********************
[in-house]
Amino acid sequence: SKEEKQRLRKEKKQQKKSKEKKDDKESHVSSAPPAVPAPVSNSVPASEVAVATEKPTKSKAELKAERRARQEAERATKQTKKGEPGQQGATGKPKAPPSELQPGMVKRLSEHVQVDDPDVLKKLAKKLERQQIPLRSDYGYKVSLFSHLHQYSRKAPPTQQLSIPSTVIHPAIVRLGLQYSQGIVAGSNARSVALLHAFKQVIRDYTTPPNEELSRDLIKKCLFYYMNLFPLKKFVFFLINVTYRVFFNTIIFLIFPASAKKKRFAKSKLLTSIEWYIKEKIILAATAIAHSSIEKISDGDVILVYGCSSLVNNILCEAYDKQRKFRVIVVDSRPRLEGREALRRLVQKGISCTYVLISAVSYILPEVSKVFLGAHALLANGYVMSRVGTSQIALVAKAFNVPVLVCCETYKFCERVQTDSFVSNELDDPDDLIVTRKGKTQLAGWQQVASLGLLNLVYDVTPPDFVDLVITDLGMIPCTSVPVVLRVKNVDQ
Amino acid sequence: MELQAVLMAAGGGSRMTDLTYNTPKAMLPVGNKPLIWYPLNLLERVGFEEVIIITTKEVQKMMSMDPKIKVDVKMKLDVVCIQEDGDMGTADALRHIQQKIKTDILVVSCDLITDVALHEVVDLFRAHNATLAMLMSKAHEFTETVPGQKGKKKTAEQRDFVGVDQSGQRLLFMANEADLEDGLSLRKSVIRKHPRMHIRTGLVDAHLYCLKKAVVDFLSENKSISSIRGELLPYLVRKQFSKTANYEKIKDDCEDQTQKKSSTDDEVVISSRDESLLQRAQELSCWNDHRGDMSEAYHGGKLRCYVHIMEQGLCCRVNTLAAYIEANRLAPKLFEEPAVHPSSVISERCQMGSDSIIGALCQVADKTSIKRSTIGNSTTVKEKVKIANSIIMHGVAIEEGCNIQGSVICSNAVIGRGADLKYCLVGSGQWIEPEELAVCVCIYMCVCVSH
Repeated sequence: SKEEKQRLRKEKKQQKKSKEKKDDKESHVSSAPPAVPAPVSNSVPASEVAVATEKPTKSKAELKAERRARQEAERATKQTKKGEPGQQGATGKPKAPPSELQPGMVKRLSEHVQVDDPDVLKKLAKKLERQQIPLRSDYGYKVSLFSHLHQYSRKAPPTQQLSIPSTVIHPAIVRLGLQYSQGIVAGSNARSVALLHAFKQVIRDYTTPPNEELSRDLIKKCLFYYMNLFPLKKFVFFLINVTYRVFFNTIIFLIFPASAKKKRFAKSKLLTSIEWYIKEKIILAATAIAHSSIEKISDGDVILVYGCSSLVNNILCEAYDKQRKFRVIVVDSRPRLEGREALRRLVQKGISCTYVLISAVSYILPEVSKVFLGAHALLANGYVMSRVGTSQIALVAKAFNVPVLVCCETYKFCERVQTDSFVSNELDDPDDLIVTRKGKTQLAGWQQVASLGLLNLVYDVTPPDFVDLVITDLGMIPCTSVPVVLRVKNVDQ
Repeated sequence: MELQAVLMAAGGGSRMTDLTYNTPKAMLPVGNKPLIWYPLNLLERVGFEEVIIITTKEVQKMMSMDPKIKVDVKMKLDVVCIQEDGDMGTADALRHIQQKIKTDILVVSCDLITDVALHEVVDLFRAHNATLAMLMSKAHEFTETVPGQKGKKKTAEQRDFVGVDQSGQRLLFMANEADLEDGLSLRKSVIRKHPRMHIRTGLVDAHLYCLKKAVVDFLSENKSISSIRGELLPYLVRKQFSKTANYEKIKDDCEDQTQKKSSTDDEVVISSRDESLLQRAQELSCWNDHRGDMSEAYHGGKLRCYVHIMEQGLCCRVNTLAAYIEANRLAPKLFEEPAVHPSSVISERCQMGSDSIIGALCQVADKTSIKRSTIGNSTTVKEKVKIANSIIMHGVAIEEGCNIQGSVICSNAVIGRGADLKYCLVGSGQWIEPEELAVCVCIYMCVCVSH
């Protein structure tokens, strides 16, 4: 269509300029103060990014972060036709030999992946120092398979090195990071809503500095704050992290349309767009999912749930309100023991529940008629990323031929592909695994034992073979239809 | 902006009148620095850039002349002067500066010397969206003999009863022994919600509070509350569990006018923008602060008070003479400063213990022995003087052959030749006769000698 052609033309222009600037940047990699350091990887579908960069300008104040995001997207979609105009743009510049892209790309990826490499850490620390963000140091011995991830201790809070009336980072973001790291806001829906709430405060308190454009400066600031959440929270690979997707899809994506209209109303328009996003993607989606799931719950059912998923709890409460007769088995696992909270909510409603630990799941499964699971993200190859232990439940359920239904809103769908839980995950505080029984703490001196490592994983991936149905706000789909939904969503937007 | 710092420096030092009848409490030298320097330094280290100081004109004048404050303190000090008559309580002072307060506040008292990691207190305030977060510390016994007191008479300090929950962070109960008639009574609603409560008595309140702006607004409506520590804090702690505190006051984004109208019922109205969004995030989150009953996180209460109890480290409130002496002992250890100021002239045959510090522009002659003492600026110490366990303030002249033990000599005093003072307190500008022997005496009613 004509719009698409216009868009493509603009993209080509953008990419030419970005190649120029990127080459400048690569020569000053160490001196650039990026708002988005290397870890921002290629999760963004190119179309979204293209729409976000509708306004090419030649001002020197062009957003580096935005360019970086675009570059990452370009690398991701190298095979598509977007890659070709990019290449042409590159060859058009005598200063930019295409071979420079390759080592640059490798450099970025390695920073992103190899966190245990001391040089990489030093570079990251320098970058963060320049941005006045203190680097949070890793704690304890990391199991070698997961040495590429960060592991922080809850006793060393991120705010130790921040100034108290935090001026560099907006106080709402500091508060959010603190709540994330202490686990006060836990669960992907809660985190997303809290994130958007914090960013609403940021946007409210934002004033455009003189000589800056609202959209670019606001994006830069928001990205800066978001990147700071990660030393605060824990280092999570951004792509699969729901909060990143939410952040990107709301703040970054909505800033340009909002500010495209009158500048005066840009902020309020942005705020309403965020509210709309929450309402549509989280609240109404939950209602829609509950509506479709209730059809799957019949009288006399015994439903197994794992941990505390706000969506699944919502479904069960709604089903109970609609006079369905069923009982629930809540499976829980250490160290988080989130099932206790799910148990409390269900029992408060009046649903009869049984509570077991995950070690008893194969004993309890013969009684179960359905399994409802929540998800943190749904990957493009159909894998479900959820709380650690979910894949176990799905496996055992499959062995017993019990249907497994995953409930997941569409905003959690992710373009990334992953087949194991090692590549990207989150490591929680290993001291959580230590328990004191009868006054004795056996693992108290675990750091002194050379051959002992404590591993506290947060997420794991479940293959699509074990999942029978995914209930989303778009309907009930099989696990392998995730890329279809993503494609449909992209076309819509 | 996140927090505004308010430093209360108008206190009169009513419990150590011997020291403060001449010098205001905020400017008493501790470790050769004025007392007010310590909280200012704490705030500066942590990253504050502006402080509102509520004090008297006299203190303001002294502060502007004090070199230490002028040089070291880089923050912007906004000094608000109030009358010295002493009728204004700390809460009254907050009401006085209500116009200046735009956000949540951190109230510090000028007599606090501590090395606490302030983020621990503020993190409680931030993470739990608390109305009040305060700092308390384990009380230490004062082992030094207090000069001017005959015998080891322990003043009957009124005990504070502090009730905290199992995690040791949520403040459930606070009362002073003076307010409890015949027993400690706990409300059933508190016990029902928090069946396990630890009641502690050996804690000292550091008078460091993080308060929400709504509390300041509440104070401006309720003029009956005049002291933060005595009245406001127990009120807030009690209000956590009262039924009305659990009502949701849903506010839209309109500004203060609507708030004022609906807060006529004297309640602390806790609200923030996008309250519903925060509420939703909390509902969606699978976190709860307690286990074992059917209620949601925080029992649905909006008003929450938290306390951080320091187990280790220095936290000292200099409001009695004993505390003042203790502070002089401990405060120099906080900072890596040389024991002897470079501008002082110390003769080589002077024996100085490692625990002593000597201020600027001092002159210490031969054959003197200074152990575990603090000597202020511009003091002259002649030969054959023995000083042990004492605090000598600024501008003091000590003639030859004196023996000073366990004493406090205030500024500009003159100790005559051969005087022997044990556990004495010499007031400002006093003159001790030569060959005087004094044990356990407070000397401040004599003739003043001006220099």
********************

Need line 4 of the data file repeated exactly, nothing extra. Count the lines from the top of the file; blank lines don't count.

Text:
Repeated sequence: SKEEKQRLRKEKKQQKKSKEKKDDKESHVSSAPPAVPAPVSNSVPASEVAVATEKPTKSKAELKAERRARQEAERATKQTKKGEPGQQGATGKPKAPPSELQPGMVKRLSEHVQVDDPDVLKKLAKKLERQQIPLRSDYGYKVSLFSHLHQYSRKAPPTQQLSIPSTVIHPAIVRLGLQYSQGIVAGSNARSVALLHAFKQVIRDYTTPPNEELSRDLIKKCLFYYMNLFPLKKFVFFLINVTYRVFFNTIIFLIFPASAKKKRFAKSKLLTSIEWYIKEKIILAATAIAHSSIEKISDGDVILVYGCSSLVNNILCEAYDKQRKFRVIVVDSRPRLEGREALRRLVQKGISCTYVLISAVSYILPEVSKVFLGAHALLANGYVMSRVGTSQIALVAKAFNVPVLVCCETYKFCERVQTDSFVSNELDDPDDLIVTRKGKTQLAGWQQVASLGLLNLVYDVTPPDFVDLVITDLGMIPCTSVPVVLRVKNVDQ